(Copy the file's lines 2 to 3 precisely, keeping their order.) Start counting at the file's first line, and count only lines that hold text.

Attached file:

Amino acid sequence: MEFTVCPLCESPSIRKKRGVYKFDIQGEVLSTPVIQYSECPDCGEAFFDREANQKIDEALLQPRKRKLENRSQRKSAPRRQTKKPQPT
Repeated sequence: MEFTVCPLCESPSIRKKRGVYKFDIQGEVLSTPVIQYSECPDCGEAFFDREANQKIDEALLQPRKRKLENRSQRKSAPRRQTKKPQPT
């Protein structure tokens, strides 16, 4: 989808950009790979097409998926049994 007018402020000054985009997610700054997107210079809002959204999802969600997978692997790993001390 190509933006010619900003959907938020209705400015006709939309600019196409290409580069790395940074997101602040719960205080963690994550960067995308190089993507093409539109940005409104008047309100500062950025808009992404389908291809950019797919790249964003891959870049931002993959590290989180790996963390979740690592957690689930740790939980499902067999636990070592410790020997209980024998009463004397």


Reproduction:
Repeated sequence: MEFTVCPLCESPSIRKKRGVYKFDIQGEVLSTPVIQYSECPDCGEAFFDREANQKIDEALLQPRKRKLENRSQRKSAPRRQTKKPQPT
């Protein structure tokens, strides 16, 4: 989808950009790979097409998926049994 007018402020000054985009997610700054997107210079809002959204999802969600997978692997790993001390 190509933006010619900003959907938020209705400015006709939309600019196409290409580069790395940074997101602040719960205080963690994550960067995308190089993507093409539109940005409104008047309100500062950025808009992404389908291809950019797919790249964003891959870049931002993959590290989180790996963390979740690592957690689930740790939980499902067999636990070592410790020997209980024998009463004397």